Forty percent of all jobs are gigs, not full-time employment by one firm.

Does that surprise you?

With the employment environment already tight, you may find it difficult to hire full-time staff, but do you really need their hours to be 100% devoted to you? There’s a silver lining to using independent contractors. They pay their own taxes and provide their own benefits. You don’t have to manage them, just the project they are doing for you. If the quality of the work is meeting your expectations, you need not concern yourself with how they spend their time, whether they are being productive or how they fit into your company culture.

As a small business, you probably already employ independent contractors for accounting (CPA and/or bookkeeping), for legal issues, for IT, for web design and for collateral material, and brokers for sales.

Where else can you consider employing a gig worker?

Trade Shows: set-up, tear-down, manning the booth and after show follow-up are all temporary needs and busy work that you can create processes for that a temp can fulfill.

Customer outreach: during a new product launch, you could enhance the effort by hiring a temp to call your database as an introduction of the new product.

Employee leaves: what do you do when a critical employee needs an extended leave of absence for an injury, pregnancy, or family care-giving? Hire a sales manager, operations expert or production manager who has expertise and can step up. They may even leave the department with some insights and refinements to your current systems.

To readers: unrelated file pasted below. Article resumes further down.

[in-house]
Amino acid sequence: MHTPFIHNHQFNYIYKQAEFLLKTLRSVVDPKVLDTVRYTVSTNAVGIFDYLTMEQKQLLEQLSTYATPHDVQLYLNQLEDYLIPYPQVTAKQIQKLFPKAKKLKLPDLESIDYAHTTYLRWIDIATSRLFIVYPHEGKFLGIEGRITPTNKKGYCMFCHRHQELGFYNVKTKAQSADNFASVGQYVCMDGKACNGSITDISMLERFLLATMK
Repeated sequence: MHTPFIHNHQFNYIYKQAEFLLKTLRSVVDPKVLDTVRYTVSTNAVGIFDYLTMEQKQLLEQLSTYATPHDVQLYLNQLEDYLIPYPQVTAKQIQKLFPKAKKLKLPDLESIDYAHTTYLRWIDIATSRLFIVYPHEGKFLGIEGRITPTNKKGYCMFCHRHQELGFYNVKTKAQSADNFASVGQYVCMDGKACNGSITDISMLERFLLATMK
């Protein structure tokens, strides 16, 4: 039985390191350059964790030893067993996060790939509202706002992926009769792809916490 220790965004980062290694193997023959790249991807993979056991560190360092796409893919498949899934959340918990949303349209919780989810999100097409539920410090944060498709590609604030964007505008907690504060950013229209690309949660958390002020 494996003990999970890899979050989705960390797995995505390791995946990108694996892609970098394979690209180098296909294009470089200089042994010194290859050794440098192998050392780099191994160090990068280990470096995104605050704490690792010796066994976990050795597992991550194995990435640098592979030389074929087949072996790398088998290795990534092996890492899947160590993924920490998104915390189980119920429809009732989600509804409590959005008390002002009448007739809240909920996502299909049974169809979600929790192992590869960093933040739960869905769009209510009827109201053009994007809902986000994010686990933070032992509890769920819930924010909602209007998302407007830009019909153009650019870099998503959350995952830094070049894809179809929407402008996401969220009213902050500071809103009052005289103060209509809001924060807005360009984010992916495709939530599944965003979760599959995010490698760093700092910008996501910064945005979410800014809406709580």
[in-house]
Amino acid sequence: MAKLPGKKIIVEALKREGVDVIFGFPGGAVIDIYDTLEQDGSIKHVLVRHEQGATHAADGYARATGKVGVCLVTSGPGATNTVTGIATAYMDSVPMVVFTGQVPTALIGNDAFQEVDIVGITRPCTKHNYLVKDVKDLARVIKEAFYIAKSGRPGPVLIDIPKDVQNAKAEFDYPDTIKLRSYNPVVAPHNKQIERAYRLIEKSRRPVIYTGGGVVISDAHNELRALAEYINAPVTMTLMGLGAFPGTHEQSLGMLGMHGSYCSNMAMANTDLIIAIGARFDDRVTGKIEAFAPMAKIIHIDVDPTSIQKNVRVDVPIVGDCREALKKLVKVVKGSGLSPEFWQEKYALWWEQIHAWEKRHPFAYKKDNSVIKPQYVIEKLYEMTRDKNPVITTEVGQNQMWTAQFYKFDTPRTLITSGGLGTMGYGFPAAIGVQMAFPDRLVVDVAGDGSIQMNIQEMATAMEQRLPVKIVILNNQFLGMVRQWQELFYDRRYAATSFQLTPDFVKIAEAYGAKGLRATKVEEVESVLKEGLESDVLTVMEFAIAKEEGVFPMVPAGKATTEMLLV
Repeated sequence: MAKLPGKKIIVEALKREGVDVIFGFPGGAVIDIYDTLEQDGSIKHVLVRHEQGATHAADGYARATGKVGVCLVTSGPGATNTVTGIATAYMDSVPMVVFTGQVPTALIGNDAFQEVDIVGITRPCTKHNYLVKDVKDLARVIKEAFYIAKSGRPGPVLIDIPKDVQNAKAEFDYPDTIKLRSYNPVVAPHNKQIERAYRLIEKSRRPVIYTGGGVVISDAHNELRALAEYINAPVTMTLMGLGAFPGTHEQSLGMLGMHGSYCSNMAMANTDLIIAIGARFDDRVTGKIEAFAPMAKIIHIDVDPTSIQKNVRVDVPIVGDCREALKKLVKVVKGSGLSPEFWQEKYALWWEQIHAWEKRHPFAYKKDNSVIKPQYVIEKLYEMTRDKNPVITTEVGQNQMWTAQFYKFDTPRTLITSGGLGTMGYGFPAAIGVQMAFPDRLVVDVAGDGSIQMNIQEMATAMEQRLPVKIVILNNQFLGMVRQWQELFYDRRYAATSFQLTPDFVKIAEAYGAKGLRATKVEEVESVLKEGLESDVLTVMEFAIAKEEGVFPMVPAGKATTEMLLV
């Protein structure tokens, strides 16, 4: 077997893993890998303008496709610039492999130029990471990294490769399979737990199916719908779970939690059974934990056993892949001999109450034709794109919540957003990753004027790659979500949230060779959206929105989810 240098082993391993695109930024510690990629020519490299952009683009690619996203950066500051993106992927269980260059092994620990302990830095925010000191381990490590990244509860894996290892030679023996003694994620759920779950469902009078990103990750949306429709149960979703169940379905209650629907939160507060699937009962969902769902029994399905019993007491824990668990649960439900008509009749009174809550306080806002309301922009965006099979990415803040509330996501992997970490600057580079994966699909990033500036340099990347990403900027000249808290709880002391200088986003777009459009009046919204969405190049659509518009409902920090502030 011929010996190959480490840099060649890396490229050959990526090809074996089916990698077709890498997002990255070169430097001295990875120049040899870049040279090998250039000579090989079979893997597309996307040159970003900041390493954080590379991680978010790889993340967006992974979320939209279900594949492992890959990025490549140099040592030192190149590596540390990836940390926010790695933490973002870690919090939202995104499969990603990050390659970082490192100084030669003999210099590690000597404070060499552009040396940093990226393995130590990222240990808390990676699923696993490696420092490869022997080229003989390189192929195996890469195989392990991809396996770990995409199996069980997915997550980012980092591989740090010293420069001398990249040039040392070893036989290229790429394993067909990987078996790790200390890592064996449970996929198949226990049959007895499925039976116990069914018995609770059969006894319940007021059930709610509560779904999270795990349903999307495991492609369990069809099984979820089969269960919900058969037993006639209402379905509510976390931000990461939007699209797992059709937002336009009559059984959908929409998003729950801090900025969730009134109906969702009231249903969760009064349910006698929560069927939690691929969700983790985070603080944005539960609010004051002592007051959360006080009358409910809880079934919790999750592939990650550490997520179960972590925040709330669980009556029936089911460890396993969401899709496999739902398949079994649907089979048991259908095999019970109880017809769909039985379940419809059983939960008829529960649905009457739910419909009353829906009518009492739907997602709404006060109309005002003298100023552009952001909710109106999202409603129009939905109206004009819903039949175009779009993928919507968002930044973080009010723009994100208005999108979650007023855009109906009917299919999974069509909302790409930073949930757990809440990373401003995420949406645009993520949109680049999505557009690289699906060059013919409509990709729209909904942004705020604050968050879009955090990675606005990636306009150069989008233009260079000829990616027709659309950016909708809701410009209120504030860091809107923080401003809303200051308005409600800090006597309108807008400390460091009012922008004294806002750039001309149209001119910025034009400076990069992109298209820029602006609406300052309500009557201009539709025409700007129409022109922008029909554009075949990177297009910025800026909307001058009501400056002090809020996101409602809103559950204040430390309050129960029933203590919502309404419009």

Marketing savvy: Designing and rebranding product line and marketing campaigns is an ideal use of outside talent. Consider research & development, packaging design, advertising, procurement, social media outreach and PR as enhancements that would benefit from individual expertise.

Sales: Up your game by hiring someone with channel expertise when you want to jump start entry into a new field like club stores, food service or B2C. Test drive your theory/concept without diluting your current personnel’s time. Asking your existing sales team to carve out time to explore a new, unfamiliar area usually yields mediocre results.

Who to hire? Some positions can be temp agency types or students, but for real giggers, you’re looking for professionals who have the same level of talent as you would want if you were hiring them as employees.

These tend to be self-employed people who love the freedom and challenge of working for themselves and not being tied to one company. While they come in all shapes and sizes, you should do a thorough vetting by checking references to ensure the work will be the quality you expect and delivered on the timeline expected.

There are an army of service providers out there who crave diverse, short-term gigs that they can’t have in traditional work settings. Think creatively.

If you’d like to explore this conversation with me, please reach out.

If you are a gigger, look for my article addressing your perspective.

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